While we cannot agree with everything found in these sections, such as Stewart concurring with the charge that the doctrine of eternal justification is inherently antinomian, we can agree that these charges regularly circulated by Rome and the Arminians are myths that are to be refuted and dismissed.
The three remaining myths Stewart treats in the second section are the myths that Calvinism undermines the creative arts; that Calvinism resists gender equality; and that Calvinism has fostered racial inequality. These are charges of a more modern vintage, which charges are certainly fabrications of the opponents of Calvinism, but which we leave to the interested reader to read and consider.
The focus of our issue with Stewart is found in his first section, the section entitled “Four Myths Calvinists Should Not Be Circulating (But Are).” It is here that Stewart’s growing unhappiness with (and departure from) historic Calvinism is revealed. This is made plain by what he labels as the “Four Myths”, and in particular myths two and three.
The four things that Stewart is convinced should be labeled as myths by true, heart-Calvinists are; that “One Man (Calvin) and One City (Geneva) Are Determinative”; that “Calvin’s View of Predestination Must Be Ours”; that “TULIP is the Yardstick of the Truly Reformed”; that “Calvinists Take a Dim View of Revival and Awakening.”
It is in these chapters that Stewart’s desire to revise what is nothing else than historic Calvinistic and the historic Reformed consensus comes to light.
Stewart’s mischievous purpose is really indicated by his subtitle listed on his book’s cover: Recovering the Breadth of the Reformed Tradition.
In other words, there is a line of historic Calvinism that Stewart has found to be too narrow, which line he would persuade young Calvinists to broaden, that is, become more inclusive of divergent views. This becomes apparent in Stewart’s first section.
That this is Stewart’s deepest intention (and not just defending the historic Reformed faith against calumnies that continue to be hurled against it to this present day) becomes plain already in his introductory section.
Having stated that the Calvinistic strain of Christianity has generated more than its share of extremists, Stewart goes on to state that he has come to the conclusion that “. . .Calvinism has had more trouble restraining its ‘ultras’ than some other forms of Christianity” (12). And then, a telling remark in which Stewart suggests (but really, as becomes plain, is convinced of) that “. . .Calvinism’s reluctance to do this reflects the prominence given by the movement to the conception of God as omnipotent. . .” (13). Stewart assures his readers that he does not dispute God’s sovereign omnipotence, but even then goes on to warn against this “obsession with omnipotence” characterizing it as being “lopsided” (13).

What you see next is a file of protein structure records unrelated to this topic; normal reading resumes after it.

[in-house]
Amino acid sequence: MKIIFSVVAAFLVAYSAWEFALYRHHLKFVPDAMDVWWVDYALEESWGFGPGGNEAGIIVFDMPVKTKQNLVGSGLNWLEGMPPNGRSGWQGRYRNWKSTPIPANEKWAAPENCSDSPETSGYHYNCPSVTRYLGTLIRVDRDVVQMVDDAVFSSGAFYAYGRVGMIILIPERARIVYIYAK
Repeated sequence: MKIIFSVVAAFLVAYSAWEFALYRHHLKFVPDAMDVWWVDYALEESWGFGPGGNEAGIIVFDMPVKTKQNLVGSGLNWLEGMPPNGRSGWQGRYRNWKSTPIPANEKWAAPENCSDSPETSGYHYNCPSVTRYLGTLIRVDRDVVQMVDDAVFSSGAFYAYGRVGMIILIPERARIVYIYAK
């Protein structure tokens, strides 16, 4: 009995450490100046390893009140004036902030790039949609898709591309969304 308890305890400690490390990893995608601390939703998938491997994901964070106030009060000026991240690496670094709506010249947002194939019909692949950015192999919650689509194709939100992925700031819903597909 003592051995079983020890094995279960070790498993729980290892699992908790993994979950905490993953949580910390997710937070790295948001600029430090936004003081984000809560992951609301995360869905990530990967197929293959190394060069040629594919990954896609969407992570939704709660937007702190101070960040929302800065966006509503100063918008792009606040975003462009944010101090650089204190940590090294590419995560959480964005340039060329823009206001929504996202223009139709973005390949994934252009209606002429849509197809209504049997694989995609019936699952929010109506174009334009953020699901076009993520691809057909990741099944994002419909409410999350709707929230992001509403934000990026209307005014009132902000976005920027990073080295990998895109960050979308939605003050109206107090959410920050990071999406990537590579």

There is reason already in the introduction to be suspect of Stewart’s commitment to thoroughgoing Calvinism. His stated fears and unflattering descriptions of Calvinism in the context of the sovereignty of God indicates quite a drift from what must have initially drawn Stewart to Calvinism.
The direction in which Stewart has drifted is made plain especially in the first three items he wants to label as myths.
The first matter Stewart would have the new generation of Calvinists categorize as a myth is what he labels as “One Man (Calvin) and One City (Geneva) Are Determinative,” by which he means, evidently, as determinative of what historically has come under the banner of Calvinism and what is to be considered biblically true.
Stewart’s position is that “The notion of Calvin’s and Geneva’s dominance. . .[is a] belief [that] has always stood on a suspect foundation” (22).
If all that Stewart was interested in demonstrating in this section was that there were many outstanding Reformers who contributed to the Reformation and the return to biblical truth that came under the name Reformed in time—men such as Bullinger, Bucer, Vermigli, à Lasco, and others—we would have no problem with Stewart’s thesis.
Who would dispute that the Reformation was the fruit of the work of more than one man and one city with its seminary, which men and their contributions ought not be forgotten. Something we here at the Standard Bearer are convinced is exactly the value of the upcoming 500th anniversary of the Reformation’s beginning, a glorious opportunity to call to mind, once Luther took his stand and nailed the 95 theses to Wittenberg’s church door, how many men of biblical conviction and spiritual resolve took heed to Luther’s trumpet call and God used in reforming His church and in reviving the life of its members. Young Jean Calvin was only one of many. And Geneva was not the only city where the truth took deep root (for a time).
But Stewart’s interest is broader than that. What Stewart is set upon is to get at some of Calvin’s core doctrines, and raise questions whether one really has to be committed to such doctrines without reservation in order yet to have the right to lay claim to the name “Reformed.” And, we would suppose, not be suspended and deposed from office for expressing “reservations’ about this or that Calvinistic doctrine.
That this is Stewart’s intention becomes clearly manifest in his following chapters, especially, what he labels as common myths two and three (cf. above), as we intend to demonstrate in a future article.